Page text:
Phaidon Outtakes #3 Massimo and the mozzarella
Our Skinny Chef has reinvented Italian cuisine, but he still delights in the arrival of some simple produce
What does Ai Weiwei’ Dropping a Han Urn artwork have in common with Italy? According to Massimo Bottura, they’re both broken. He likens his country's current state to the Chinese artist’s famous act of dropping a ancient urn in the Come To Italy With Me chapter of Never Trust a Skinny Italian Chef.
Only, Bottura laments, “we did not need to drop Italy – it was already broken. Violated by years of political corruption and loss of identity, it needed to be put back together again.”
This notion inspired the suite of dishes - including Mont Blanc, Think Green and Noah's Ark - that rework the country’s staple ingredients in new and innovative ways. Espresso, sardines and tortellini all feature among them, yet he’s also turned his attention to Italy’s best-loved soft cheese.
Bottura’s Modena restaurant, Osteria Francescana, cooks with high-quality, buffalo mozzarella, made traditionally in the Campagna region of southern Italy. However, his treatment of the stuff is far from conventional. As a chef, Bottura has turned mozzarella into a foam, worked it into a milky risotto, and sandwiched it between macaron wafers.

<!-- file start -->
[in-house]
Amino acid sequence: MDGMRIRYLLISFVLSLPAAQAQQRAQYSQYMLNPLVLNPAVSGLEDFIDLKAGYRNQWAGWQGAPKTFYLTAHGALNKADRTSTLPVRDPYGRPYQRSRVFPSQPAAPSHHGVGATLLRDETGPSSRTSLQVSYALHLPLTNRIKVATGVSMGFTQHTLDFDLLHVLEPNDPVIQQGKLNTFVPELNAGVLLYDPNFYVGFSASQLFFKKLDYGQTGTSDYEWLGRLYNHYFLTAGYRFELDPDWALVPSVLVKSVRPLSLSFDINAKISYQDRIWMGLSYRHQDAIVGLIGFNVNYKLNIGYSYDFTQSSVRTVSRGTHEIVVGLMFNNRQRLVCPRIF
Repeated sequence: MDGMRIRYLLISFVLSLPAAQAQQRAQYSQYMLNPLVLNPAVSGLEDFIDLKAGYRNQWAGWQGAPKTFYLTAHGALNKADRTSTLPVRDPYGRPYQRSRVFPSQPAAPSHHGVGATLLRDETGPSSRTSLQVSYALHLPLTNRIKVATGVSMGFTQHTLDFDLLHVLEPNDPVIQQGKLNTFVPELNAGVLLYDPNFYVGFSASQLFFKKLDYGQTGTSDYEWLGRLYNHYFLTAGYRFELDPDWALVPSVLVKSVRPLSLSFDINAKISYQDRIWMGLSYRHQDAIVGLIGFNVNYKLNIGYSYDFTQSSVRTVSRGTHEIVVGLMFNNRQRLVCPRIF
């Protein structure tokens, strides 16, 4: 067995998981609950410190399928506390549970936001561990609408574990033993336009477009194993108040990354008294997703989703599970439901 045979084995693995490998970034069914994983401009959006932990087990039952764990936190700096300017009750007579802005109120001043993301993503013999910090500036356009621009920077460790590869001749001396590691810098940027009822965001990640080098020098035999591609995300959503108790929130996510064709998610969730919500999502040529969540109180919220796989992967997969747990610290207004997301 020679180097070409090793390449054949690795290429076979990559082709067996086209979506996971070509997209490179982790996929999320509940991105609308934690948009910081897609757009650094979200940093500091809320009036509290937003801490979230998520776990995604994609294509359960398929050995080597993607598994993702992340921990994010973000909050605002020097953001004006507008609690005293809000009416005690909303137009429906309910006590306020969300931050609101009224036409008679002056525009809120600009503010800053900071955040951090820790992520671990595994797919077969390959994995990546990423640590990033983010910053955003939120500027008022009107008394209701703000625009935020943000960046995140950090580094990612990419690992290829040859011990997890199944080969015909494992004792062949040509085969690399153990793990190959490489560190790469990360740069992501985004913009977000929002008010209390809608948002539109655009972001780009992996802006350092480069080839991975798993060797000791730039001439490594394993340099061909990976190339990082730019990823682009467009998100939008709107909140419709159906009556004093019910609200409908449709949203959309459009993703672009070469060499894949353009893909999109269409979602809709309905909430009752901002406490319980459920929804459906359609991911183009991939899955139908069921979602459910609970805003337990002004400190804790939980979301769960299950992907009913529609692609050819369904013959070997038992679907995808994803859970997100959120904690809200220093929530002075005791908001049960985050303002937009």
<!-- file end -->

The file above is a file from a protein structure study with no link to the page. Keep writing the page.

In this clip – shot during our promotional filming for Never Trust a Skinny Italian Chef – he doesn’t over complicate the enjoyment of so primal an Italian produce. Pulling it straight out of the crate, he proclaims the cheese is “fresh today”, before sharing his Osteria Francescana staff, including Japanese sous-chef Taka, and Jessica, the restaurant's Canadian chef de partie.
It’s an international team, working in the kind of modern restaurant that would befit any first-world city, from Singapore to Sydney. Yet Bottura still delights in the simple pleasures drawn from the Italian countryside, even if he does rework them in incredible new ways.
If you’d like to know more about Massimo's life, work and outlook, buy a copy of Never Trust a Skinny Italian Chef here.